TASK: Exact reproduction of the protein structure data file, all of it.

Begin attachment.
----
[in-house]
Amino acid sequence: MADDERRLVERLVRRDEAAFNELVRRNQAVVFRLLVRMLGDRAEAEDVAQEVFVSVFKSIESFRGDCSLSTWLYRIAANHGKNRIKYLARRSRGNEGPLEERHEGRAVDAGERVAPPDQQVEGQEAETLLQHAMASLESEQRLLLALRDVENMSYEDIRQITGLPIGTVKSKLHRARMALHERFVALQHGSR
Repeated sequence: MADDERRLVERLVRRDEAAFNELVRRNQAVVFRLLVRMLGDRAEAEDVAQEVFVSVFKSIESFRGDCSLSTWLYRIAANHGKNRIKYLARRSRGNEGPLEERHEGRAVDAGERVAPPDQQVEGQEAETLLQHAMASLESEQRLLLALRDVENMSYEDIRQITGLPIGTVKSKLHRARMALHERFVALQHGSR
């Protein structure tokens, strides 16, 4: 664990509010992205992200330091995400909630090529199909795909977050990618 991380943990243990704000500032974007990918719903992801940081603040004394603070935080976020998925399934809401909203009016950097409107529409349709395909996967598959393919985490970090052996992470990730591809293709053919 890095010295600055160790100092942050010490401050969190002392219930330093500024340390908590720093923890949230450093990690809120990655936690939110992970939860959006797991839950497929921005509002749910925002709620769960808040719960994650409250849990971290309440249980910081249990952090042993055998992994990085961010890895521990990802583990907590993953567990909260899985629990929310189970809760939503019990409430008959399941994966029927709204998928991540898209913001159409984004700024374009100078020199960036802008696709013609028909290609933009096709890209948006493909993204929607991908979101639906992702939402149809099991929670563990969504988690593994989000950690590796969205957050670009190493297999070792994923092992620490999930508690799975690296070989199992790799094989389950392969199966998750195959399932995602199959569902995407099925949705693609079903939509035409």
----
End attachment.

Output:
[in-house]
Amino acid sequence: MADDERRLVERLVRRDEAAFNELVRRNQAVVFRLLVRMLGDRAEAEDVAQEVFVSVFKSIESFRGDCSLSTWLYRIAANHGKNRIKYLARRSRGNEGPLEERHEGRAVDAGERVAPPDQQVEGQEAETLLQHAMASLESEQRLLLALRDVENMSYEDIRQITGLPIGTVKSKLHRARMALHERFVALQHGSR
Repeated sequence: MADDERRLVERLVRRDEAAFNELVRRNQAVVFRLLVRMLGDRAEAEDVAQEVFVSVFKSIESFRGDCSLSTWLYRIAANHGKNRIKYLARRSRGNEGPLEERHEGRAVDAGERVAPPDQQVEGQEAETLLQHAMASLESEQRLLLALRDVENMSYEDIRQITGLPIGTVKSKLHRARMALHERFVALQHGSR
């Protein structure tokens, strides 16, 4: 664990509010992205992200330091995400909630090529199909795909977050990618 991380943990243990704000500032974007990918719903992801940081603040004394603070935080976020998925399934809401909203009016950097409107529409349709395909996967598959393919985490970090052996992470990730591809293709053919 890095010295600055160790100092942050010490401050969190002392219930330093500024340390908590720093923890949230450093990690809120990655936690939110992970939860959006797991839950497929921005509002749910925002709620769960808040719960994650409250849990971290309440249980910081249990952090042993055998992994990085961010890895521990990802583990907590993953567990909260899985629990929310189970809760939503019990409430008959399941994966029927709204998928991540898209913001159409984004700024374009100078020199960036802008696709013609028909290609933009096709890209948006493909993204929607991908979101639906992702939402149809099991929670563990969504988690593994989000950690590796969205957050670009190493297999070792994923092992620490999930508690799975690296070989199992790799094989389950392969199966998750195959399932995602199959569902995407099925949705693609079903939509035409």